Jugyou Kenkyu

The central feature of teacher learning in Japan is called Jugyou Kenkyu or lesson study.

It is a way for teachers find opportunities to reflect on many school and classroom problems that challenge them and develop their own responses. Fujii (2013) says

For Japanese educators, Lesson Study is like air, felt everywhere because it is implemented in everyday school activities, and so natural that it can be difficult to identify the critical and important features of it.

Jugyou Kenkyu is based on a long-term continuous improvement model and focuses on pupil learning, improvement of teaching and collaborative activities. It provides various opportunities:

  • for change and enriching classroom practices
  • for improving teaching
  • for understanding children thinking
  • for advancing students’ academic achievement
  • for enhancing learning
  • for progressing school effectiveness
  • for teachers’ professional development
  • for creating schools as professional learning communities

The idea is simple enough. If we want to improve education, we need to get together to study what we are doing and then focus on improvement. It is a way of improving the knowledge base of the teaching profession. Self-study, self-reflection and colleague critiques of our teaching are important parts of this process.

Stigler and Hiebert (1999) in ‘The teaching gap: Best ideas from the world’s teachers for improving education in the classroom’ describe lesson study as consisting of the following eight steps:

1. Defining the problem

2. Planning the lesson

3. Teaching the lesson

4. Evaluating the lesson and reflecting on its effect

5. Revising the lesson

6. Teaching the revised lesson

7. Evaluating and reflecting, again

8. Sharing the results

But some argue that this doesn’t go far enough in explaining what is involved. Lewis and Hurd (2011) characterise Lesson Study as a four part cycle:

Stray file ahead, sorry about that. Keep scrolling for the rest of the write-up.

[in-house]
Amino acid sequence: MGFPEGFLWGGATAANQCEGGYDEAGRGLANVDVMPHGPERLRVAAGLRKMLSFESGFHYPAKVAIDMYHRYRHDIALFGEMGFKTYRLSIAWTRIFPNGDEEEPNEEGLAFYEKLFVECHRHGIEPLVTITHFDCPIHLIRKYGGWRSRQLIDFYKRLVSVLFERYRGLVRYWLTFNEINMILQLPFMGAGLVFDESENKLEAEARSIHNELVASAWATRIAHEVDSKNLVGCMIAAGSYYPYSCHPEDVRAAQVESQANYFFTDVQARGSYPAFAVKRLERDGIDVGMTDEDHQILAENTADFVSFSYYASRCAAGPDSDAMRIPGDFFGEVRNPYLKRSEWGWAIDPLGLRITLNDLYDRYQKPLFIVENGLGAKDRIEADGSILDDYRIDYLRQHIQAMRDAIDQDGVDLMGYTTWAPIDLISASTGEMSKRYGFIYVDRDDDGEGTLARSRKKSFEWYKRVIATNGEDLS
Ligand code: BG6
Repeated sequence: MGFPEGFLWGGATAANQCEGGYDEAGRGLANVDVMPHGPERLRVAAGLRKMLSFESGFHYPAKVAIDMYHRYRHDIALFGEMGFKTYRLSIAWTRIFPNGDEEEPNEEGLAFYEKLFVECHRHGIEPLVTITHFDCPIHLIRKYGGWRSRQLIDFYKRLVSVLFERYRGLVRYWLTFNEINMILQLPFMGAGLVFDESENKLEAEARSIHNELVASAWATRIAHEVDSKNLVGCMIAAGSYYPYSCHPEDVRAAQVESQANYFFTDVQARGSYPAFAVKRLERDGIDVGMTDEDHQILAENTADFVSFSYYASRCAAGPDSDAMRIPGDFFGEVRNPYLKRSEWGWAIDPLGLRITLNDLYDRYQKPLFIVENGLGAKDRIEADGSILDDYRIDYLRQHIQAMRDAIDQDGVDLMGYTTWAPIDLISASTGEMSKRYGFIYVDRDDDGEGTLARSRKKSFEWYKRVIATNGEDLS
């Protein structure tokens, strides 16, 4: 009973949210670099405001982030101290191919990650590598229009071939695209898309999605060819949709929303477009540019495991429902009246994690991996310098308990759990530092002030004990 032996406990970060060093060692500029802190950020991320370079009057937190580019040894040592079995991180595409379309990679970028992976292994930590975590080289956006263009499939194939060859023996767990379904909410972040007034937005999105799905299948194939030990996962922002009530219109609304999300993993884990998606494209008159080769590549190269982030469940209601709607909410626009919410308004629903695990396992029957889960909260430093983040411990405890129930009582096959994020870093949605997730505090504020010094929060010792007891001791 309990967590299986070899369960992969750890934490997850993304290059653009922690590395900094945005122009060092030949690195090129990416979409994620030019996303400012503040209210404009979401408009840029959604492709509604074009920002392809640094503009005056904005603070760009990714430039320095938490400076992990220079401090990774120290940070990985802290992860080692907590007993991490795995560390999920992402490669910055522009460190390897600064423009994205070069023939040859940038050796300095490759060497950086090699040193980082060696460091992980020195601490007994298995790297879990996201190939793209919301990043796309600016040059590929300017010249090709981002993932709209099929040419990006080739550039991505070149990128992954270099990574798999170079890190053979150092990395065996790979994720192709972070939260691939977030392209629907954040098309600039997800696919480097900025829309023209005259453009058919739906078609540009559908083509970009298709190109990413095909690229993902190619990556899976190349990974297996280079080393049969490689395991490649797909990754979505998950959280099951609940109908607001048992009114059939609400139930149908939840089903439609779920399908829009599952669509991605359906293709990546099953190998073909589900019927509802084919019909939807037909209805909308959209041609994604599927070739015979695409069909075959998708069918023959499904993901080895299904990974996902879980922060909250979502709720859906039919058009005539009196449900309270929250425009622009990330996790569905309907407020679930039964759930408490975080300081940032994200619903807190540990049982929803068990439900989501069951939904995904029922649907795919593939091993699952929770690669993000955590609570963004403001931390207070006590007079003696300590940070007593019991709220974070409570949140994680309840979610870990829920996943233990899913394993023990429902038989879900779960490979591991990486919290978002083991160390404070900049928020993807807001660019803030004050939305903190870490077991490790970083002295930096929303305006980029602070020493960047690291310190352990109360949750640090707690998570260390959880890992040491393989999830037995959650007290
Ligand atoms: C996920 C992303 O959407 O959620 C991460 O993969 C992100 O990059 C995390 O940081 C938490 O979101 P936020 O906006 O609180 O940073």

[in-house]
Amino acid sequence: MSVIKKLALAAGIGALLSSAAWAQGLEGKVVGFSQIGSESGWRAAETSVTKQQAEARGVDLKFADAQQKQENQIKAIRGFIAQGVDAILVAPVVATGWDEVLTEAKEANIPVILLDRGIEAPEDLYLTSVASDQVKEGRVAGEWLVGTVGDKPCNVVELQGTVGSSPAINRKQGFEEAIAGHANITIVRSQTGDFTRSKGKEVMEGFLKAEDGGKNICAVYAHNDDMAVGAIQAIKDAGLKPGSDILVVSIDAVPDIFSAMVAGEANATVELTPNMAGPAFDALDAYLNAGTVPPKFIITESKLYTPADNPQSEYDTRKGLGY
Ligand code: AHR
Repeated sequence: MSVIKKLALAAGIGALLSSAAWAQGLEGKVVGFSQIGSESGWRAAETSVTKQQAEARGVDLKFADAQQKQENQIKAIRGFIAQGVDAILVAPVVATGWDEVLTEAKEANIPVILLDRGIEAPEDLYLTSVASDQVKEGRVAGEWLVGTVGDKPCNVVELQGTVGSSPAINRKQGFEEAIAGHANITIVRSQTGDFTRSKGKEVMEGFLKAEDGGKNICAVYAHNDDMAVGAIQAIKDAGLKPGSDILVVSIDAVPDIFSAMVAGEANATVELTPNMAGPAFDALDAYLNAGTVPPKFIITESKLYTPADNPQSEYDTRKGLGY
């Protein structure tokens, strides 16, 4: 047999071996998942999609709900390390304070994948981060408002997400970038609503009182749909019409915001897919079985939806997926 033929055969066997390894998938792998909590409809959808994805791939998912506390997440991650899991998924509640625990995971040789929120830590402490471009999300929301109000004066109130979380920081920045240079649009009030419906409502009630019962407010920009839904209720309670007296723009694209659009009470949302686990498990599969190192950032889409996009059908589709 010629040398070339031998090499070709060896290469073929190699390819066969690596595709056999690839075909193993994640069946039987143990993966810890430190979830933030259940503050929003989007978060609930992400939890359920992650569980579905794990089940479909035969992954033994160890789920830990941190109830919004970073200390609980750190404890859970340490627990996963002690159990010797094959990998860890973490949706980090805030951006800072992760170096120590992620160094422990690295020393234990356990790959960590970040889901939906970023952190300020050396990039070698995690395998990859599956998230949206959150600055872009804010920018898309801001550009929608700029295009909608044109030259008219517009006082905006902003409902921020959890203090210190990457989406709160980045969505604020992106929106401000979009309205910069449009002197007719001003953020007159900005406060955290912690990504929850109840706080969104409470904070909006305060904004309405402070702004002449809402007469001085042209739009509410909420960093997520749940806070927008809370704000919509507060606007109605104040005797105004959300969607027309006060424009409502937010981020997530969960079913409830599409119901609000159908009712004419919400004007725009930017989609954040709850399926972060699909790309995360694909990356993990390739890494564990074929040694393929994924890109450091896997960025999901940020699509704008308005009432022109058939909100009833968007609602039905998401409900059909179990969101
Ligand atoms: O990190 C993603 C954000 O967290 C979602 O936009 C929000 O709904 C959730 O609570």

1. Study curriculum and formulate goals

Consider long-term goals for student learning and development. Study curriculum and standards, identify topic of interest.

2. Plan

Select or revise research lesson. Write instruction plan that includes: Long-term goals, Anticipated student thinking, Data collection, Model of leaning trajectory, Rationale for chosen approach.

3. Conduct the research lesson

One team member teaches the lesson, others observe and collect data.

4. Reflect

In a formal lesson colloquium, share data from the lesson to illuminate student learning, discrepancies in content, lesson, and unit design, and broader issues in teaching-learning. Document the cycle to consolidate and carry forward learning as well as new questions into the next cycle of lesson study.

Intimately connected to Jugyou Kenkyu is kyozaikenkyu (or kyozai kenkyuu) which means the study of instructional materials and it is the central activity in their everyday practice. In kyozaikenkyu, teachers examine the content, the teaching tools and the literature related to the teaching and learning of the specific content. It is intention and intensive.

But this isn’t about creating ‘outstanding’ and there are some misconceptions to avoid as noted by Chokshi and Fernandez (2004):

  1. Lesson study is about creating a unique, original, or never-seen-before lesson.
  2. There will be no benefit from just a few lesson study lessons; it’s important to conduct lesson study for as many lessons as possible.
  3. Lesson study is about perfecting a single lesson.
  4. Lesson study is about producing a library of tried-and-tested lessons for others to use.

Lesson study is a teacher-led and teacher-driven professional development activity that looks at what works and what doesn’t. It also involves sharing insights with each other and knowledgeable others. It is about achieving learning improvements, increasing teacher collaboration, developing new ideas, investigating content and developing curriculum.

Lesson study is a fine idea but having the time and space to do this is almost impossible for UK teachers who have the biggest teaching workload in the world.

Links

New research – a new term has come into the mix Collaborative Lesson Research – see more here.

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